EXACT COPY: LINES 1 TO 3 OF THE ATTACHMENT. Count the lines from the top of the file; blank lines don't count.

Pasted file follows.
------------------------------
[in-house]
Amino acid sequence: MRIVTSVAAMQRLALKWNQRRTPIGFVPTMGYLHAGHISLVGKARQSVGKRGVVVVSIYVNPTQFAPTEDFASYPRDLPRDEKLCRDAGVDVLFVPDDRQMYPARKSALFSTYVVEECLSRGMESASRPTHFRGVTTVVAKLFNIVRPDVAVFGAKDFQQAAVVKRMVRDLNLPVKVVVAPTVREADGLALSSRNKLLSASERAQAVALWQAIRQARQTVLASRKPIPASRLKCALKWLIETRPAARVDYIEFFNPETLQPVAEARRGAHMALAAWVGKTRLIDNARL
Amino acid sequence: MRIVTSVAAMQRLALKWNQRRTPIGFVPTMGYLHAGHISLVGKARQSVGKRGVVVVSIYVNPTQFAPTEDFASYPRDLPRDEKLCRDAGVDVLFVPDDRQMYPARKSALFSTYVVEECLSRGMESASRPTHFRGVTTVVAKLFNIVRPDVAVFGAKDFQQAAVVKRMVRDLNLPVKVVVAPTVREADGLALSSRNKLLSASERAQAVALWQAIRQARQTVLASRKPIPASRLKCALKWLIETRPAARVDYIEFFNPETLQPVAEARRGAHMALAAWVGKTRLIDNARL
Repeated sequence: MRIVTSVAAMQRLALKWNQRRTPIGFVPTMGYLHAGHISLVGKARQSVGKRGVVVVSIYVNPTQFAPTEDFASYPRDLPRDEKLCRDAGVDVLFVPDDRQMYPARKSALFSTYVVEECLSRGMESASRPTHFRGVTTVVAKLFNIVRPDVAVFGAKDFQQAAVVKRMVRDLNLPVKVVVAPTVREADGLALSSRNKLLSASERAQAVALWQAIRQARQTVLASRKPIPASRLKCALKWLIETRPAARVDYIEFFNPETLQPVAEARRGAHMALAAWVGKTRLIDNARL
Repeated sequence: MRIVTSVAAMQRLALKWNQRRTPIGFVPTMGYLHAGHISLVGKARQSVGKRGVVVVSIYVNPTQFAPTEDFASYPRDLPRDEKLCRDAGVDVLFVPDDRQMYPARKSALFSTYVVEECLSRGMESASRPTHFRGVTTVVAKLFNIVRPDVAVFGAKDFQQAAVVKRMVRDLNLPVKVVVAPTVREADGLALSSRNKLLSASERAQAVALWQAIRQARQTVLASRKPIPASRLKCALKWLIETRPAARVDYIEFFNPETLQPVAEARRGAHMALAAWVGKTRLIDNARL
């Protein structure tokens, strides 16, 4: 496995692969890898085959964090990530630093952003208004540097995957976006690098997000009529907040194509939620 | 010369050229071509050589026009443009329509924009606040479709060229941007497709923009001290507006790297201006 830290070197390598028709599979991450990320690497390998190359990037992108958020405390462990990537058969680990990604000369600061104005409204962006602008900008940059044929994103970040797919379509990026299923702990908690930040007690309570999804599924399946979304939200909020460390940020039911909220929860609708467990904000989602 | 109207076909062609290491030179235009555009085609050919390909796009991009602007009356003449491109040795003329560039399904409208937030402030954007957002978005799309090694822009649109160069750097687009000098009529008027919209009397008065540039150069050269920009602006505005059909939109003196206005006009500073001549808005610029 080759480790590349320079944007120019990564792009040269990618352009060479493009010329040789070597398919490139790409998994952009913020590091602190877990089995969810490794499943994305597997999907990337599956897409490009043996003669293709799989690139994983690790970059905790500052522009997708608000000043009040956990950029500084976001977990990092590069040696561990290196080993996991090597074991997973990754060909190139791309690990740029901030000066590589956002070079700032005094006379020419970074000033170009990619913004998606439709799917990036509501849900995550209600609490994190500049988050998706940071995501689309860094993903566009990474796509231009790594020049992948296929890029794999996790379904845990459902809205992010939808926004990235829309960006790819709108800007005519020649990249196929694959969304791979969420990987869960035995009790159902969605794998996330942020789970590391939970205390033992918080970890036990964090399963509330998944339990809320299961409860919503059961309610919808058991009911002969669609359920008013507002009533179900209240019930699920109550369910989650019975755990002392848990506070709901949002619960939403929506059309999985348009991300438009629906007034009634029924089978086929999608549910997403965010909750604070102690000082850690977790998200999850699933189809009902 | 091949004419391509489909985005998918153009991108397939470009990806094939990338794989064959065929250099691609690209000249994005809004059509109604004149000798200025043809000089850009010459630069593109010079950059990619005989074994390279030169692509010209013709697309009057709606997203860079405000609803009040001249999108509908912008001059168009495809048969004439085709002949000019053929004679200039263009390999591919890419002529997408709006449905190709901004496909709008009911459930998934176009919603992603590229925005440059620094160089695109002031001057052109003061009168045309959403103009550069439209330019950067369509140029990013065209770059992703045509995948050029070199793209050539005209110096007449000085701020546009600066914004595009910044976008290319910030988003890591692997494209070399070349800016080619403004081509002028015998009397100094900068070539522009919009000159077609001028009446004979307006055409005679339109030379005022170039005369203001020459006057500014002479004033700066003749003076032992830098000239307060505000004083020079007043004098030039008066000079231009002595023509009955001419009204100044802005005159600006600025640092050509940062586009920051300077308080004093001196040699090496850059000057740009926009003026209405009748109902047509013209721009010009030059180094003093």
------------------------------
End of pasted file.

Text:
[in-house]
Amino acid sequence: MRIVTSVAAMQRLALKWNQRRTPIGFVPTMGYLHAGHISLVGKARQSVGKRGVVVVSIYVNPTQFAPTEDFASYPRDLPRDEKLCRDAGVDVLFVPDDRQMYPARKSALFSTYVVEECLSRGMESASRPTHFRGVTTVVAKLFNIVRPDVAVFGAKDFQQAAVVKRMVRDLNLPVKVVVAPTVREADGLALSSRNKLLSASERAQAVALWQAIRQARQTVLASRKPIPASRLKCALKWLIETRPAARVDYIEFFNPETLQPVAEARRGAHMALAAWVGKTRLIDNARL
Amino acid sequence: MRIVTSVAAMQRLALKWNQRRTPIGFVPTMGYLHAGHISLVGKARQSVGKRGVVVVSIYVNPTQFAPTEDFASYPRDLPRDEKLCRDAGVDVLFVPDDRQMYPARKSALFSTYVVEECLSRGMESASRPTHFRGVTTVVAKLFNIVRPDVAVFGAKDFQQAAVVKRMVRDLNLPVKVVVAPTVREADGLALSSRNKLLSASERAQAVALWQAIRQARQTVLASRKPIPASRLKCALKWLIETRPAARVDYIEFFNPETLQPVAEARRGAHMALAAWVGKTRLIDNARL